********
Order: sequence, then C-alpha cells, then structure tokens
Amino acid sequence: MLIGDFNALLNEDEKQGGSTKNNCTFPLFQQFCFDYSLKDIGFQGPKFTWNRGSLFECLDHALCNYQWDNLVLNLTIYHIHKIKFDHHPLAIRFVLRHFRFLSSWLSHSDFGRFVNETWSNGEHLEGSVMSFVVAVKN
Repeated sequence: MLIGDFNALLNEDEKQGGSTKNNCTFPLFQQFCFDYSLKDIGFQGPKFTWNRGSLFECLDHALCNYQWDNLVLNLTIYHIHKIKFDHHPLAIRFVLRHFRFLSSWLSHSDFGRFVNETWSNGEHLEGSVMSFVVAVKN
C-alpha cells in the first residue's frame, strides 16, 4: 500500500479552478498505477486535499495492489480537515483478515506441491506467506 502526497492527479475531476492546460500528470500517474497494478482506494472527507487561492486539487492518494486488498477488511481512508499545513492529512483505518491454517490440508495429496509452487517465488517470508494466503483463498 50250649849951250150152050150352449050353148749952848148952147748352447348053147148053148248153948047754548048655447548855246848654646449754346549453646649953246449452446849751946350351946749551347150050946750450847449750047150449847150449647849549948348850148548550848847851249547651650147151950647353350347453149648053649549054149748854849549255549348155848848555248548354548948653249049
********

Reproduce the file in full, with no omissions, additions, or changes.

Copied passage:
Order: sequence, then C-alpha cells, then structure tokens
Amino acid sequence: MLIGDFNALLNEDEKQGGSTKNNCTFPLFQQFCFDYSLKDIGFQGPKFTWNRGSLFECLDHALCNYQWDNLVLNLTIYHIHKIKFDHHPLAIRFVLRHFRFLSSWLSHSDFGRFVNETWSNGEHLEGSVMSFVVAVKN
Repeated sequence: MLIGDFNALLNEDEKQGGSTKNNCTFPLFQQFCFDYSLKDIGFQGPKFTWNRGSLFECLDHALCNYQWDNLVLNLTIYHIHKIKFDHHPLAIRFVLRHFRFLSSWLSHSDFGRFVNETWSNGEHLEGSVMSFVVAVKN
C-alpha cells in the first residue's frame, strides 16, 4: 500500500479552478498505477486535499495492489480537515483478515506441491506467506 502526497492527479475531476492546460500528470500517474497494478482506494472527507487561492486539487492518494486488498477488511481512508499545513492529512483505518491454517490440508495429496509452487517465488517470508494466503483463498 50250649849951250150152050150352449050353148749952848148952147748352447348053147148053148248153948047754548048655447548855246848654646449754346549453646649953246449452446849751946350351946749551347150050946750450847449750047150449847150449647849549948348850148548550848847851249547651650147151950647353350347453149648053649549054149748854849549255549348155848848555248548354548948653249049